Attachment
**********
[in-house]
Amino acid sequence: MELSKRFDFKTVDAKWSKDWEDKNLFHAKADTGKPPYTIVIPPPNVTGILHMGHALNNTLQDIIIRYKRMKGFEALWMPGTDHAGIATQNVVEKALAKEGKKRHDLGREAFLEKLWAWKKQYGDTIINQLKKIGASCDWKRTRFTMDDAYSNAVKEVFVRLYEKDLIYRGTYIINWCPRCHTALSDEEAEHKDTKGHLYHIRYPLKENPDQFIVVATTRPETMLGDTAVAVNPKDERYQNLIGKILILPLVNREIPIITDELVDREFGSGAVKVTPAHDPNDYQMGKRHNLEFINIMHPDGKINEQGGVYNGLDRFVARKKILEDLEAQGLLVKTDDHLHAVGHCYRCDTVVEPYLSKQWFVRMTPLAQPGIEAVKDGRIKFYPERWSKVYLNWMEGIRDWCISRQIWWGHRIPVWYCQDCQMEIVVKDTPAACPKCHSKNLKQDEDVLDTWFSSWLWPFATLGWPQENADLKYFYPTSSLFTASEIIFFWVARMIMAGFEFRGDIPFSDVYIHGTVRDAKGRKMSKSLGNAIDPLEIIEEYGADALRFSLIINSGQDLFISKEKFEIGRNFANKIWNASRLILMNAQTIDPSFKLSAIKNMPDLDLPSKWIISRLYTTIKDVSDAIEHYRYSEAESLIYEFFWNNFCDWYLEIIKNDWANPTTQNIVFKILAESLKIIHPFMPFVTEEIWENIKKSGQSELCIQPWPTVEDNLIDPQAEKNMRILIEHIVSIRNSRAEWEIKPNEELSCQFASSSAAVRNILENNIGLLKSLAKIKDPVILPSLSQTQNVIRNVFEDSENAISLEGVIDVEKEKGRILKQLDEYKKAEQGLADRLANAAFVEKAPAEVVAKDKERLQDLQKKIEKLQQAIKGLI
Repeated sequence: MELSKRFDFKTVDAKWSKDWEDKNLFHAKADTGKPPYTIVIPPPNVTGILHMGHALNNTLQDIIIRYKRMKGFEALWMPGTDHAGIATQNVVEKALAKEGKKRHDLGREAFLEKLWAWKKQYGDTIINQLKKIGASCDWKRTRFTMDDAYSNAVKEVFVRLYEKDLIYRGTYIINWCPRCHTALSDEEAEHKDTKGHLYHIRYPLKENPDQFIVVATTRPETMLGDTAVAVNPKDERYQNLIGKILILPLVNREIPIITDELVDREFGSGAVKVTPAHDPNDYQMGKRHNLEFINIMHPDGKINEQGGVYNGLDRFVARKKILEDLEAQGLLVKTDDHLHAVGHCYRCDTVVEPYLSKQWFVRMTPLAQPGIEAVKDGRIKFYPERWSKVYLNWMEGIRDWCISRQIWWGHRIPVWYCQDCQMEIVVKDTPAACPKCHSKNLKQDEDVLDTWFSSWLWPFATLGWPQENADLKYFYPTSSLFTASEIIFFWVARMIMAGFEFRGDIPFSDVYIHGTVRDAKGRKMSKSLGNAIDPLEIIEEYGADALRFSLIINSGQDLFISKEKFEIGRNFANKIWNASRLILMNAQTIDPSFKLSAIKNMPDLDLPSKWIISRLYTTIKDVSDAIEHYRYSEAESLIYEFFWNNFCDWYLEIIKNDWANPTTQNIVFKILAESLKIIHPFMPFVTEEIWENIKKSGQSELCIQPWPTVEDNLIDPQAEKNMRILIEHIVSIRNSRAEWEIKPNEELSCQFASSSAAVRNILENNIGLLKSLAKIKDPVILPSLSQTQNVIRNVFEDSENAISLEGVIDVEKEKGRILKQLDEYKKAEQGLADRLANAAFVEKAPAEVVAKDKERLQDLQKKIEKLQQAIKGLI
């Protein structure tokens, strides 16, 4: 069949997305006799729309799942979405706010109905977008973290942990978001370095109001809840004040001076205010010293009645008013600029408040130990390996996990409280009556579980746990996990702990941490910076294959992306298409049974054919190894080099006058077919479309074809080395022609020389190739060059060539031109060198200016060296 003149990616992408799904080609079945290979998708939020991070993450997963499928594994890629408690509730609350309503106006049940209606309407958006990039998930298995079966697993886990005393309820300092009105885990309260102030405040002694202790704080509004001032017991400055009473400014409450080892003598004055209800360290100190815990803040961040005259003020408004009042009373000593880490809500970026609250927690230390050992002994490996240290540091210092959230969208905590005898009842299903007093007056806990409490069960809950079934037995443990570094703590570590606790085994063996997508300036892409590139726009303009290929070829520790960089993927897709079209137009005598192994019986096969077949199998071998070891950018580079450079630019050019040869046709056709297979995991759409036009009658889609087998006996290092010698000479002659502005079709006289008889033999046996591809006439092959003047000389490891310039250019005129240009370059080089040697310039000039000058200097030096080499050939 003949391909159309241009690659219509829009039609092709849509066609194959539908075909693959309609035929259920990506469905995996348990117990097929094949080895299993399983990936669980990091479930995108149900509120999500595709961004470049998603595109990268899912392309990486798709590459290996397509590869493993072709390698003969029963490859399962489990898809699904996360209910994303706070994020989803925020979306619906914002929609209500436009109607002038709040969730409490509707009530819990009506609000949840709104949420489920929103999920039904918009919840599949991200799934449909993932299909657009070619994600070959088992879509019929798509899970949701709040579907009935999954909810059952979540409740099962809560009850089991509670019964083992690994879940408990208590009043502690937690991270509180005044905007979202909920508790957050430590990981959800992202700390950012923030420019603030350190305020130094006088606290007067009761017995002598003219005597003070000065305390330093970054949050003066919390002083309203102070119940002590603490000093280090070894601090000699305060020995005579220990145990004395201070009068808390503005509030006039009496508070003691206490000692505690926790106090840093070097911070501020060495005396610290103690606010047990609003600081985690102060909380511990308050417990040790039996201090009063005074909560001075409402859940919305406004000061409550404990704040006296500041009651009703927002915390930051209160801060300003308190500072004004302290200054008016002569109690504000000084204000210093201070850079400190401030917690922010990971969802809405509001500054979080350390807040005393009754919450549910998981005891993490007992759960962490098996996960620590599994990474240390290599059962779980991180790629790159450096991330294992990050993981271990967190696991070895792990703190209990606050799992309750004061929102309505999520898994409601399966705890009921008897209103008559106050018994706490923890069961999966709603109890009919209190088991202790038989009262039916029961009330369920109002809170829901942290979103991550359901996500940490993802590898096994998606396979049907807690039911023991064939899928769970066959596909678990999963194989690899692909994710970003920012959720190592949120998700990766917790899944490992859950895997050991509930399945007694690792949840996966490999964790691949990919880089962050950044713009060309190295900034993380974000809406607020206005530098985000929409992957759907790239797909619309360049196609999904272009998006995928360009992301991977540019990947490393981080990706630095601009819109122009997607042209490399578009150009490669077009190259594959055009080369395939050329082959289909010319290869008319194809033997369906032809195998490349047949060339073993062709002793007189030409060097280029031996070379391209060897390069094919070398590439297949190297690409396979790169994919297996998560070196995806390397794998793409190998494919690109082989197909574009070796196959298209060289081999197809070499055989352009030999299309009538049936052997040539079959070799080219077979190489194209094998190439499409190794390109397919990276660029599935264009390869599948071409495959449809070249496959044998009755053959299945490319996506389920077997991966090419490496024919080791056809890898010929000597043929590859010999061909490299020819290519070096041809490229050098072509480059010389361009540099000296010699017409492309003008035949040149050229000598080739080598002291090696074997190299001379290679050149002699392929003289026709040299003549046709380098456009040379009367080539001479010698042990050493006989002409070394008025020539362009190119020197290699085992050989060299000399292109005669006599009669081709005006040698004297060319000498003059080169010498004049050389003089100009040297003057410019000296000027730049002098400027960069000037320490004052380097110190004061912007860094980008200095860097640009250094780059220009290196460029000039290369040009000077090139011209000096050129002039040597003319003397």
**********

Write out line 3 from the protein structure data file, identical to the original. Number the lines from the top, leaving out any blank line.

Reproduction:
Repeated sequence: MELSKRFDFKTVDAKWSKDWEDKNLFHAKADTGKPPYTIVIPPPNVTGILHMGHALNNTLQDIIIRYKRMKGFEALWMPGTDHAGIATQNVVEKALAKEGKKRHDLGREAFLEKLWAWKKQYGDTIINQLKKIGASCDWKRTRFTMDDAYSNAVKEVFVRLYEKDLIYRGTYIINWCPRCHTALSDEEAEHKDTKGHLYHIRYPLKENPDQFIVVATTRPETMLGDTAVAVNPKDERYQNLIGKILILPLVNREIPIITDELVDREFGSGAVKVTPAHDPNDYQMGKRHNLEFINIMHPDGKINEQGGVYNGLDRFVARKKILEDLEAQGLLVKTDDHLHAVGHCYRCDTVVEPYLSKQWFVRMTPLAQPGIEAVKDGRIKFYPERWSKVYLNWMEGIRDWCISRQIWWGHRIPVWYCQDCQMEIVVKDTPAACPKCHSKNLKQDEDVLDTWFSSWLWPFATLGWPQENADLKYFYPTSSLFTASEIIFFWVARMIMAGFEFRGDIPFSDVYIHGTVRDAKGRKMSKSLGNAIDPLEIIEEYGADALRFSLIINSGQDLFISKEKFEIGRNFANKIWNASRLILMNAQTIDPSFKLSAIKNMPDLDLPSKWIISRLYTTIKDVSDAIEHYRYSEAESLIYEFFWNNFCDWYLEIIKNDWANPTTQNIVFKILAESLKIIHPFMPFVTEEIWENIKKSGQSELCIQPWPTVEDNLIDPQAEKNMRILIEHIVSIRNSRAEWEIKPNEELSCQFASSSAAVRNILENNIGLLKSLAKIKDPVILPSLSQTQNVIRNVFEDSENAISLEGVIDVEKEKGRILKQLDEYKKAEQGLADRLANAAFVEKAPAEVVAKDKERLQDLQKKIEKLQQAIKGLI